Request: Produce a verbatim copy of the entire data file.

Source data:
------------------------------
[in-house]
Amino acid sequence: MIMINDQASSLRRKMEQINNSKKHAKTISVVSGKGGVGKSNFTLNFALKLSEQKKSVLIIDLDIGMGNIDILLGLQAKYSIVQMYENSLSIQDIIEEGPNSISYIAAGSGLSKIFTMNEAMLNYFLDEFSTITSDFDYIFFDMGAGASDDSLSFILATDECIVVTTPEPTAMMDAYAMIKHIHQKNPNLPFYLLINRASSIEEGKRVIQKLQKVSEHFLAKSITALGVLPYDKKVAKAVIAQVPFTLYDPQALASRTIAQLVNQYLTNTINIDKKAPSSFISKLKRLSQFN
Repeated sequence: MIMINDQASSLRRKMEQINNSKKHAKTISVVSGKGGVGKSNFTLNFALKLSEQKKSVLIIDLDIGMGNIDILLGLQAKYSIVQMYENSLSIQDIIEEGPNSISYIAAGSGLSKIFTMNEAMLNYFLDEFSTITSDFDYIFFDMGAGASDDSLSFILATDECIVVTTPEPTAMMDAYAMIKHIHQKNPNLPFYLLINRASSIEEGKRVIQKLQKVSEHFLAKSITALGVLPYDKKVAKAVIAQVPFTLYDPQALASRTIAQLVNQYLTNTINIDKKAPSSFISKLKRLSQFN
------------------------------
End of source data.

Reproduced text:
[in-house]
Amino acid sequence: MIMINDQASSLRRKMEQINNSKKHAKTISVVSGKGGVGKSNFTLNFALKLSEQKKSVLIIDLDIGMGNIDILLGLQAKYSIVQMYENSLSIQDIIEEGPNSISYIAAGSGLSKIFTMNEAMLNYFLDEFSTITSDFDYIFFDMGAGASDDSLSFILATDECIVVTTPEPTAMMDAYAMIKHIHQKNPNLPFYLLINRASSIEEGKRVIQKLQKVSEHFLAKSITALGVLPYDKKVAKAVIAQVPFTLYDPQALASRTIAQLVNQYLTNTINIDKKAPSSFISKLKRLSQFN
Repeated sequence: MIMINDQASSLRRKMEQINNSKKHAKTISVVSGKGGVGKSNFTLNFALKLSEQKKSVLIIDLDIGMGNIDILLGLQAKYSIVQMYENSLSIQDIIEEGPNSISYIAAGSGLSKIFTMNEAMLNYFLDEFSTITSDFDYIFFDMGAGASDDSLSFILATDECIVVTTPEPTAMMDAYAMIKHIHQKNPNLPFYLLINRASSIEEGKRVIQKLQKVSEHFLAKSITALGVLPYDKKVAKAVIAQVPFTLYDPQALASRTIAQLVNQYLTNTINIDKKAPSSFISKLKRLSQFN